Landing At Tokyo Bay


Within the next few days the character of our admiral’s prospective duties assumed some kind of shape. At first the idea of “preparing to occupy Tokyo Bay” seemed ludicrous. But then, as you simultaneously learned back home, the atomic bombs did start to fall, and the Russians did “come in,” and on August 14 the Japs did crumble. On that day the Navy’s bomb-filled planes were recalled, victory flags went up all over the fleet, and from Halsey’s flagship, the South Dakota, a flag hoist was raised proclaiming an illegal order, “Splice the main brace.” Do you know what that means? The onboard pharmacies knew; their whiskey stores soon ran out. All of a sudden our mighty Task Force 38 had nothing to do! The hints and glimpses a few of us had had of Badger’s instructions and plans were the only available outline of the prospective strategies of the United States Navy.

Admirals Badger and Halsey—and doubtless, somewhere, Chester Nimitz—were laying their bet that they could beat the Army to the goal line. Thus the original plans seemed to exclude the Army and its mighty Air Corps. Each ship of cruiser size or larger in the fleet about us was ordered at once to organize large landing parties of bluejackets and fleet Marines. Rifles and pistols were broken out of lowest-deck storage lockers. Machine guns were stripped from aircraft, tripods for them being improvised by shipfitters out of water pipe. On the fantail of the Iowa from morning to night we watched the designated men drilling and practicing, shooting their unaccustomed weapons at targets thrown into the sea. A more astonished collection of sailors never existed in military history. To assault the Empire with landing forces of raw sailors was sheer lunacy. How could we expect no opposition? We had seen the enemy dive-bombing the Wasp a mile away, the afternoon of the morning when the emperor said he was throwing in the towel. But orders from a rear admiral are to be complied with—and behind him sat Halsey.

The heretofore placid routines in flag plot were thrown into convulsions of activity. There was where the core of the new volcano was hottest. Up from the conference rooms below us came an endless stream of dispatches to be transmitted: to our ships nearby; to Guam, Ulithi, Eniwetok, Pearl Harbor; to ships a thousand miles away. Our voice circuits became overloaded; new circuits were added, increasing what was already bedlam. Our coding officers hunched over the keyboards in their locked room for five hours at a stretch. A great new naval task force was being created, and the race was against time—against time and the Army. Commanders and captains joined our staff, experts in this or that, fliers and submarine men and photo interpreters and mine guys—all manner of gold braid. Admirals visited the Iowa daily. Sometimes the destroyers that serve as seagoing taxicabs would be lined up on our flanks three deep, to take on or discharge high-ranking couriers. I was directed to create a chart of the western Pacific and devise arrangements of pinup cards to show the names and locations of every ship eventually to marry into our hastily nominated family. I never did get it finished: too many ships; not enough chart.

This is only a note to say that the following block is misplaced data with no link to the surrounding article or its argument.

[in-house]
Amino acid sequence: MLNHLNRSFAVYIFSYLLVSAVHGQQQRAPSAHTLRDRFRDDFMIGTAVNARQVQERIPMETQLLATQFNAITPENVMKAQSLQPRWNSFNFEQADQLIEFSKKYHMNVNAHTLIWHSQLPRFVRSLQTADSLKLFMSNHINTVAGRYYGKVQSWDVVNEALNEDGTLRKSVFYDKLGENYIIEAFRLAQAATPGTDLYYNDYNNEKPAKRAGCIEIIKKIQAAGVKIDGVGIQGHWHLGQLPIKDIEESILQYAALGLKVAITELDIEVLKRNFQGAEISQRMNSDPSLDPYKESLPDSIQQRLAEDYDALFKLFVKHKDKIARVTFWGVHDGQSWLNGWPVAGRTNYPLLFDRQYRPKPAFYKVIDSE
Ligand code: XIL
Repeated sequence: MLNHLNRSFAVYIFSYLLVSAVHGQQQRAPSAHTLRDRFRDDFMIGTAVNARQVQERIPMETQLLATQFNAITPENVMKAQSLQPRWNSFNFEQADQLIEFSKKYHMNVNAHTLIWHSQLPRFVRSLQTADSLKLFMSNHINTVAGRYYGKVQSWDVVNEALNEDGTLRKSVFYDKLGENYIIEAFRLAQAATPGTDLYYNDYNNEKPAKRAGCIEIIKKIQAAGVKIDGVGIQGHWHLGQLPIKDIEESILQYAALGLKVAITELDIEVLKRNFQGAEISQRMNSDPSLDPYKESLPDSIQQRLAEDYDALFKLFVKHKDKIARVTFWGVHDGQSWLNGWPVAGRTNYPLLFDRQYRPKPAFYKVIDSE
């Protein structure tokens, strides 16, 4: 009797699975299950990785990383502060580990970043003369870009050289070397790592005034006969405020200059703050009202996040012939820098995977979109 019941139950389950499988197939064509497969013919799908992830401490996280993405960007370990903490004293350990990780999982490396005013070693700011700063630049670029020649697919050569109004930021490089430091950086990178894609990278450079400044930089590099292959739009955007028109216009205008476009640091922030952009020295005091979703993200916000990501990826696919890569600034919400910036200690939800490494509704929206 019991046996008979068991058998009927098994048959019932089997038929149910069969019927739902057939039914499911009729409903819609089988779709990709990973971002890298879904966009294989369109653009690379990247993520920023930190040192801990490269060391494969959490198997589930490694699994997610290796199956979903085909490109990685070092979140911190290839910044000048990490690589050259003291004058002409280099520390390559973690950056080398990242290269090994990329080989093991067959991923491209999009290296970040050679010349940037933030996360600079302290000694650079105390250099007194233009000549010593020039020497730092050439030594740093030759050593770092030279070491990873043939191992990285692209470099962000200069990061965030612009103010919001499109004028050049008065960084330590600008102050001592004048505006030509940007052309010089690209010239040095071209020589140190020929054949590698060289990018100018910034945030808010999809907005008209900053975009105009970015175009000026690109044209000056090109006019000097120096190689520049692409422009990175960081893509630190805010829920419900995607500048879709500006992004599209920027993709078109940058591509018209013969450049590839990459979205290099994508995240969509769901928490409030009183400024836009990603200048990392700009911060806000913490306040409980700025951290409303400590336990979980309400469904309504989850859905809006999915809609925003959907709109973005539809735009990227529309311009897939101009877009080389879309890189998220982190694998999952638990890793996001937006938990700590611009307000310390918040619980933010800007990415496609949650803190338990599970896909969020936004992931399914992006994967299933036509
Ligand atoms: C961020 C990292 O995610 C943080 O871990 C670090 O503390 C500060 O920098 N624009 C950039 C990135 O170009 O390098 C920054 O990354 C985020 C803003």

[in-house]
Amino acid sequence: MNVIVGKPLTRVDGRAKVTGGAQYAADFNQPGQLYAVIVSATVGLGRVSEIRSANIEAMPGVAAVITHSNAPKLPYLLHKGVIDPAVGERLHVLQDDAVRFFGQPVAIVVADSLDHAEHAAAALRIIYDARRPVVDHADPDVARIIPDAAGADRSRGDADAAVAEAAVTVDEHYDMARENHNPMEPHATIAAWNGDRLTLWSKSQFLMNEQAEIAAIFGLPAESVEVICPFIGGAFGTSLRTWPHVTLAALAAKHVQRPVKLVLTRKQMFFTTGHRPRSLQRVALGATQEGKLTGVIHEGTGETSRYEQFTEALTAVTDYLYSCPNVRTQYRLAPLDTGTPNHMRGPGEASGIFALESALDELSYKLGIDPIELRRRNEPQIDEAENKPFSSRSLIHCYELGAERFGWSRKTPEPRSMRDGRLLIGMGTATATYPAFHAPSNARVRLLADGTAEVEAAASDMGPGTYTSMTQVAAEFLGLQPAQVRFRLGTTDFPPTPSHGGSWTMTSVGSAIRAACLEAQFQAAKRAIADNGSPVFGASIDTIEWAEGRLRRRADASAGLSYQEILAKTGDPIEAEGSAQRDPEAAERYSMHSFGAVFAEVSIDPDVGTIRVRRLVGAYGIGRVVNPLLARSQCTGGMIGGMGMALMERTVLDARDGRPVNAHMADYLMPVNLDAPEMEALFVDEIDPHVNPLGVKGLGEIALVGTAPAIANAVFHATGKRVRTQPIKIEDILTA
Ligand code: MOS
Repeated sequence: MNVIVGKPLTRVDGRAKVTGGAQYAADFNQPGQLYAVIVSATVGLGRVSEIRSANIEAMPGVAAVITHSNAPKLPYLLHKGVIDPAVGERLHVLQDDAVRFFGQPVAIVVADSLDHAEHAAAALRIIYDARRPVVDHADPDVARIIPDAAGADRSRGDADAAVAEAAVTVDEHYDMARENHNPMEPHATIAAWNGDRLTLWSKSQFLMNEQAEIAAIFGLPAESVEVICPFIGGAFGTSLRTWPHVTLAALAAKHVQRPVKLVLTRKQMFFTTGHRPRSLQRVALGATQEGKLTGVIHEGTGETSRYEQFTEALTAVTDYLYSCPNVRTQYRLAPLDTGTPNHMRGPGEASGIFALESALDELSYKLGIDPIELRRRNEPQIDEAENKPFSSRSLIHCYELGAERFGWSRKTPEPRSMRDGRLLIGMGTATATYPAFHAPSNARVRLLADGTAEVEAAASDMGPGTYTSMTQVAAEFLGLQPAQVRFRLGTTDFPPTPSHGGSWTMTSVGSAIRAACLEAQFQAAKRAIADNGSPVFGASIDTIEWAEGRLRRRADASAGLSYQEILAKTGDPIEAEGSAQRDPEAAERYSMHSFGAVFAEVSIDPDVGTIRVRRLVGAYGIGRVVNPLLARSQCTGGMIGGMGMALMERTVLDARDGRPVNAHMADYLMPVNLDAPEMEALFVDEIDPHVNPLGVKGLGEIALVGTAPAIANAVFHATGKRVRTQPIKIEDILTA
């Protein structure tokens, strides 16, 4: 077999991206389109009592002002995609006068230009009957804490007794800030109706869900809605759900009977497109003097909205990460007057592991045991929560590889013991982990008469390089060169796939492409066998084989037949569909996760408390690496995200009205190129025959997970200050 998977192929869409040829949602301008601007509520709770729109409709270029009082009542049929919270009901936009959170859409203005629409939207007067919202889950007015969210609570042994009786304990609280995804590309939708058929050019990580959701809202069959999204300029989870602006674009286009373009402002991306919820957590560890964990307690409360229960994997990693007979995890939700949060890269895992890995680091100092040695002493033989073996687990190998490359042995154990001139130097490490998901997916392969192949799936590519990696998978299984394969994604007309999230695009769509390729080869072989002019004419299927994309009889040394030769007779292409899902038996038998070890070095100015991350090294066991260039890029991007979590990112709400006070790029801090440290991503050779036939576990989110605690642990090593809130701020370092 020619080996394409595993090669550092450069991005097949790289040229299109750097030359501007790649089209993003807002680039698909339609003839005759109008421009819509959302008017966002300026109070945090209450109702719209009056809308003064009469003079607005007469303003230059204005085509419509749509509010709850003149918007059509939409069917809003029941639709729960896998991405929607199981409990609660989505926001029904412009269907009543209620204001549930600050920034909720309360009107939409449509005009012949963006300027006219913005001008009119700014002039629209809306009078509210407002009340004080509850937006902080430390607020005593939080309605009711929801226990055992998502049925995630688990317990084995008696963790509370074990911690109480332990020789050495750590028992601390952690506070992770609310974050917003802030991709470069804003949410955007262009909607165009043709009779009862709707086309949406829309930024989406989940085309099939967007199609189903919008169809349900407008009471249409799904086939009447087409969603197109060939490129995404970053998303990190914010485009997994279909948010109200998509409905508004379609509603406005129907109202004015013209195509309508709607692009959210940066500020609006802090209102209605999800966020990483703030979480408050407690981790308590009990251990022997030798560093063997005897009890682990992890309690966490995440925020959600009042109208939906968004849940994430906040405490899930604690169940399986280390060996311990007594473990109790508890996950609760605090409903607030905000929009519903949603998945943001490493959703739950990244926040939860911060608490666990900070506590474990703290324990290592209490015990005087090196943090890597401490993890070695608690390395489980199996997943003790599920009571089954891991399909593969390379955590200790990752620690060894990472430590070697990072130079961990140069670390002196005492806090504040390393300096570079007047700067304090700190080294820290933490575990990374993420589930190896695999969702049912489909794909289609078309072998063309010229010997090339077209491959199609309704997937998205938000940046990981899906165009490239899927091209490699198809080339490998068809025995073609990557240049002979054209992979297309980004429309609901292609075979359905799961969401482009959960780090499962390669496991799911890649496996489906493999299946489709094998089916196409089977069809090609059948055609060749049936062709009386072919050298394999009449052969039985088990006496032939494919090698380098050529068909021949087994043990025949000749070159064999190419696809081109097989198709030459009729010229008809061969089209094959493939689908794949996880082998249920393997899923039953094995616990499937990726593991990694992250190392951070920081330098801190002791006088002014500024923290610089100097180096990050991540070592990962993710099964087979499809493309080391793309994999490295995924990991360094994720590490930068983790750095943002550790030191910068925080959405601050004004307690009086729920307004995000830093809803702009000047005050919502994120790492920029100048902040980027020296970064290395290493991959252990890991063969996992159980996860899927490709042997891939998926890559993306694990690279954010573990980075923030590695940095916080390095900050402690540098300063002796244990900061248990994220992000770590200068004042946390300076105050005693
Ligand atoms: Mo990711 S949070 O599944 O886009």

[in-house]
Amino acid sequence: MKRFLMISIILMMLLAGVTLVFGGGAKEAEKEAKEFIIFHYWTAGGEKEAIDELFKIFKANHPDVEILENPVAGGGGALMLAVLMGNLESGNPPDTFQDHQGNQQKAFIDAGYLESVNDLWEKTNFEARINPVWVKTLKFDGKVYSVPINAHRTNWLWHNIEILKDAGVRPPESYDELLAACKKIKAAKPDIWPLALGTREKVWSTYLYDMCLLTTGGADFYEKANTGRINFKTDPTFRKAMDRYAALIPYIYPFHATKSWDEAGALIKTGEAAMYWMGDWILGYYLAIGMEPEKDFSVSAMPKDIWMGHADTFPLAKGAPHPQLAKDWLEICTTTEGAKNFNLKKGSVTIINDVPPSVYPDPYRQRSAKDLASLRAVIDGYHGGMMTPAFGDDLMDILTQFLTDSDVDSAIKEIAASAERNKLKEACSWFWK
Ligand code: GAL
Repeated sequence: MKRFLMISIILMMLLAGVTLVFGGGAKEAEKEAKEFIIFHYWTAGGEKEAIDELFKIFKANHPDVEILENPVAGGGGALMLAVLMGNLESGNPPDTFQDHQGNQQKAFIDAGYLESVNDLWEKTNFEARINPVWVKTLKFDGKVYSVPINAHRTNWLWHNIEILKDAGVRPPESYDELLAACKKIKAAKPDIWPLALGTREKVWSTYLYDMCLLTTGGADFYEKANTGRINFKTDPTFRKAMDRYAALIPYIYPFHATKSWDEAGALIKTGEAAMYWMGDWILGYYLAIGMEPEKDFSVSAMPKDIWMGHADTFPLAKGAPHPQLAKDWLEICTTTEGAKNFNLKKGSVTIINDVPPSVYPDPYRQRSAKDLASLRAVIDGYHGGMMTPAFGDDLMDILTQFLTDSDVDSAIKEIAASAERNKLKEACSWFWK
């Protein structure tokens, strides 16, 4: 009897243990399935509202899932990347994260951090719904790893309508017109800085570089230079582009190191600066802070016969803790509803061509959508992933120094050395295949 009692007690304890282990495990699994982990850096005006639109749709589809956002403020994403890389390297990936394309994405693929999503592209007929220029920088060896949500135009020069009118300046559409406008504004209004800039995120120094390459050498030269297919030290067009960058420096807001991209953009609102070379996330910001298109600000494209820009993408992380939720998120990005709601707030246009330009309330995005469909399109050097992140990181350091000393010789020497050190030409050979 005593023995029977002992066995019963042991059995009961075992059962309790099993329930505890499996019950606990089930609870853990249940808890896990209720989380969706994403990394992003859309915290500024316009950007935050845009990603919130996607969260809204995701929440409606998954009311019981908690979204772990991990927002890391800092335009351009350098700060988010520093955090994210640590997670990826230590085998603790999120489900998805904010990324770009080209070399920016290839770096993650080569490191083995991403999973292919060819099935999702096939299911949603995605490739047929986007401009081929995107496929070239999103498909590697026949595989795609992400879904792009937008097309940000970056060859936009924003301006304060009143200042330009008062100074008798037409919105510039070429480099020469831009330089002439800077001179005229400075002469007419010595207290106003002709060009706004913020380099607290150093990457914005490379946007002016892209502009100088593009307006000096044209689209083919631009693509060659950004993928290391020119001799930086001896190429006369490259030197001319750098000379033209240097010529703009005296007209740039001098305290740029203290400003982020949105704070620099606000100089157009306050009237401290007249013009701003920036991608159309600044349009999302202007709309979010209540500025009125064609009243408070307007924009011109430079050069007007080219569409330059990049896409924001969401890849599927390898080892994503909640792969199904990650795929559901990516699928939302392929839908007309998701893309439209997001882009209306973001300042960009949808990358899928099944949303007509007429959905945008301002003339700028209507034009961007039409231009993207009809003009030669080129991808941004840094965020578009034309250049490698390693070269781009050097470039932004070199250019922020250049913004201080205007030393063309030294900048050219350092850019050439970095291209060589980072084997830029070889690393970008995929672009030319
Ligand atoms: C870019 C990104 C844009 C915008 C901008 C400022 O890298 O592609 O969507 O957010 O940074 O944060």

Otherwise my own humble part in the maelstrom was always the same. During my time on watch I tended the voice circuits, writing down the messages as they came tumbling in to us and reading out the queries, the replies, the orders composed in the conference room. Our voice call was “Bonaparte,” and as Bonaparte I broadcast until I was hoarse. Off watch I would fall asleep with the clamor of loudspeakers ringing in my ears, and persistently the word Bonaparte shouted through my dreams. We thought then we were under pressure; afterward the frenzy increased until it seemed likely that hell is cacophony.

A million Japanese prints are all honest about Fujiyama; surely this is the most beautiful mountain on earth.

It was only about then that we learned that one General MacArthur was to be supreme commander of the Allied powers, and of us too, responsible for directing all phases of the forthcoming occupation. But by the time General MacArthur had the burden of planning fairly upon him, the emergence of Task Force 31 was so well advanced there could be no notion of an Army alternative. And that same delay served the Navy well, for while we were awaiting MacArthur’s commands, the ships were pouring pell-mell from all directions into a large portion of the western Pacific now identified as Area Badger.

The timetable for the program was announced. Normandy had had its Dday; Japan was to have its L-day (the L for landing), and at first it was set for Wednesday, August 28. On Thursday the twenty-second, Admiral Badger and most of his staff transferred to the light cruiser San Diego, which he had selected as his flagship, for the critical approach into the tiger’s mouth. On the twenty-third my orders reached me to go aboard the San Diego.